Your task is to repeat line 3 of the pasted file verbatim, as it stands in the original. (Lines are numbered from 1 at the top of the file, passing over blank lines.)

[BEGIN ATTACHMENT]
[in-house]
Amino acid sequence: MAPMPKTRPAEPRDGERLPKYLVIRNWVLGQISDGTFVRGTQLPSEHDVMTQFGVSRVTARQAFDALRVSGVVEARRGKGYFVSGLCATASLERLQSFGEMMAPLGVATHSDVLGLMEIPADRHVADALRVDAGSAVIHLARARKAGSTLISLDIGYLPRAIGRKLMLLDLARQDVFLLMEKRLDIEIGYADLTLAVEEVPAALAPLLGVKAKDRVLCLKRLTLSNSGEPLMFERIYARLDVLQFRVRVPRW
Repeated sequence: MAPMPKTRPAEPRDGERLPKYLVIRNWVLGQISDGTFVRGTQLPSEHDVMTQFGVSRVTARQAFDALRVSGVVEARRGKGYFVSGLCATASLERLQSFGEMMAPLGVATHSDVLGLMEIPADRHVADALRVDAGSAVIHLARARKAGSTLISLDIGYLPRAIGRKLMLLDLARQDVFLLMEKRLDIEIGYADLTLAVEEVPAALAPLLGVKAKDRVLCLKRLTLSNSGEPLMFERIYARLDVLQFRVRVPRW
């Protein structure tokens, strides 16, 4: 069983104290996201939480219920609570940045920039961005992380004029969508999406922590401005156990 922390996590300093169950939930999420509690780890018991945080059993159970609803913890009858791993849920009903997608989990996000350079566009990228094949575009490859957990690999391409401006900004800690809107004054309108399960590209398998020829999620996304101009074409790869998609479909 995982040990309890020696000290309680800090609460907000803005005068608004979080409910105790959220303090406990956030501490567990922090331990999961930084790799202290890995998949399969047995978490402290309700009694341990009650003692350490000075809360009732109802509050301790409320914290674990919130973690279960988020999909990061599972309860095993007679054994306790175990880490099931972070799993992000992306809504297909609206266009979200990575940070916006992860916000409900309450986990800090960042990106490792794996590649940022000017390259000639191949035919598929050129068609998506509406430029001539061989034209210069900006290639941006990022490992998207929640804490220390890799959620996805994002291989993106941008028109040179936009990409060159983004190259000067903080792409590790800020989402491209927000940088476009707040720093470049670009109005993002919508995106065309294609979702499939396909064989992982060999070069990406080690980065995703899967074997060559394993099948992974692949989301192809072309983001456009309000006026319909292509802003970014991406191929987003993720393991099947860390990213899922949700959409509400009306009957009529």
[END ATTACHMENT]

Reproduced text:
Repeated sequence: MAPMPKTRPAEPRDGERLPKYLVIRNWVLGQISDGTFVRGTQLPSEHDVMTQFGVSRVTARQAFDALRVSGVVEARRGKGYFVSGLCATASLERLQSFGEMMAPLGVATHSDVLGLMEIPADRHVADALRVDAGSAVIHLARARKAGSTLISLDIGYLPRAIGRKLMLLDLARQDVFLLMEKRLDIEIGYADLTLAVEEVPAALAPLLGVKAKDRVLCLKRLTLSNSGEPLMFERIYARLDVLQFRVRVPRW